kespernorth: (lolcats)
An emerging threat in the war on kitties on drugs, cubes of the freeze-dried flesh of the O. nerka, or sockeye salmon, have become popular as a so-called 'designer drug' among the upscale professional and suburbanite cat populations. Far removed from common catnip, the so-called 'Orange Crack' is instantly and highly addictive. Worse yet, this drug is not yet scheduled by the FDA, so it is commonly available in petshops throughout the Pacific Northwest. The only barrier to entry is the high price the drug commands, necessitated due to the expense and rarity of obtaining the fish from which the drug is processed, as well as the processing cost itself.

Street names
Orange Crack, Cubes, Dust, Salmon Treats

Onset properly begins before the drug is even ingested, as the Orange Crack is olfacto-active: its effects are so potent that, like catnip, a reaction can be brought on simply through smell. The subject's senses become both heightened and confused, and the subject is so overwhelmed by this sensory input that he or she may become confused as to the location of the drug itself. Eventually the subject is able to zero in on the drug cube and consume it. This leads to a brief euphoria that dissipates almost instantly, leaving behind a profound desire to consume more and more of the drug. If the subject is denied access to another dose, she will begin to mew insistently, sometimes resorting to distress vocalizations in hopes of inspiring pity.

After a time the worst of the addictive need will fade, but can reappear at any time, including the middle of the night or during human mealtimes. Denial of additional treats can then lead to desperate acts including vandalism, theft and destruction of property as the subject attempts to gain access to the drug.

An unusual facet of this drug is that it seems to improve feline memory (see Social Consequences).

Cats have been known to accidentally gain access to very large supplies of salmon treats, usually as a result of accidental carelessness on the part of humans. Dosages of 10-20 grams and higher are known to induce nausea and vomiting, anxiety and dehydration. A secondary effect brought on by dehydration can also occur, namely the induction of feline idiopathic cystitis, an irritation of the bladder lining.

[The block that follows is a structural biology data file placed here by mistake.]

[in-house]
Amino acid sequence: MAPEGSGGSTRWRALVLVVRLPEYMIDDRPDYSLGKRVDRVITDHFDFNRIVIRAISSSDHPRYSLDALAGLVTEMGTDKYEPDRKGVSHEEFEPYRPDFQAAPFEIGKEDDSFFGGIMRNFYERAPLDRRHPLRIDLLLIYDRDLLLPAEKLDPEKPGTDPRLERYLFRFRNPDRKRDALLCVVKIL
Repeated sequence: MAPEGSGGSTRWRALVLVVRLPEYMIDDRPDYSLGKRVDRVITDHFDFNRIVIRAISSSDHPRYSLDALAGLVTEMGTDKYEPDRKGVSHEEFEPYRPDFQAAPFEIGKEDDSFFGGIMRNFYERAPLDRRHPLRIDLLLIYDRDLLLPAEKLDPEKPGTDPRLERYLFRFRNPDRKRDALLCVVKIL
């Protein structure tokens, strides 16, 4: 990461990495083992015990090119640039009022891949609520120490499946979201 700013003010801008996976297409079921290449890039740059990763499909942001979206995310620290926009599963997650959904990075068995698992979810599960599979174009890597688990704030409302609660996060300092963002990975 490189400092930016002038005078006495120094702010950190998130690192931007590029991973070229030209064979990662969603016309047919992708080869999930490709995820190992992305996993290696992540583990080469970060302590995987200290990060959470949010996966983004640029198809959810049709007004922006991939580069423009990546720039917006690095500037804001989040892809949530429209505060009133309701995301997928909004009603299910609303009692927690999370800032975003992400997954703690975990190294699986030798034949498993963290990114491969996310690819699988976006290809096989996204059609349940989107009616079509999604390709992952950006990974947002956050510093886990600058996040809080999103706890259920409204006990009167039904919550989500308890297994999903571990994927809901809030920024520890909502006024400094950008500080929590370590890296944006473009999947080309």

Social Consequences

The most obvious social consequence is the disruption in the 'status quo' of expectation between cat and human, which can lead to stress in the cat-slave relationship. The cat comes to expect a steady supply of Orange Crack, not just as a reward for good behavior as is the case with other treats, but in association with other behaviors as well. Examples include:

* Hanging off the human's leg.
* Batting at the lid of the drug packaging.
* Waking the human up with a single sharply pointed claw, applied to the big toe.
* Pacing agitatedly over the human's sleeping form and howling pitifully.

The status quo can be adjusted, but only through diligent effort (and the use of sleep aids or narcotics) on the part of the human.


There is no known treatment at this time. All attempts to substitute a less-addictive alternative, or to wean the subject off the drug entirely, have failed.


Apr. 30th, 2010 09:47 pm
kespernorth: (internets)
Saga is very big on texture. Everything she interacts with must have an interesting texture - the food she eats, the surfaces she hangs out on, everything. And one of the oddest textures she enjoys is crepe paper. Her very favorite spot right now, which she is inhabiting at this very moment, is a large box that a pair of boots came in, which has been liberally stuffed with lots of nice, thin, crinkly paper for her to play with or snuggle up in. She likes to rest her head at the edge of the box and watch the goings-on in the room dubiously before tucking her head in the corner and snoozing. She looks very cozy, but I can't help but feel like it would be preferable to sleep on something a little more well-padded.

Like the World's Biggest Cat Bed, a large circular sofa with a high wall encircling one half of it, which is totally encrusted with orange cat hair as it is one of her other default sleeping spots.
kespernorth: (lolcats)
She says:


I came home to discover this message left waiting for you, the internets, on my laptop.

I will leave discovering the meaning of this message as an exercise to the reader.
kespernorth: (Default)
kespernorth: (lolcats)
A: This isn't mess, just so you know, I've just got it out so that I can index it.
B: I thought the mew had already indexed it?
A: That's different. This is going on the Internet.
B: But she is a search engine! Doesn't she automatically put things on the Internet?
A: Her database is proprietary.
B: Oh, so she's like Lexis/Nexis. How do we get a subscription?
[ profile] day_the_elf: Salmon treats!
B: Ah, okay.
A: Her metadata is really hard to decode, though.
B: Yeah. And her API is really poorly documented!
kespernorth: (Default)
Dear internets,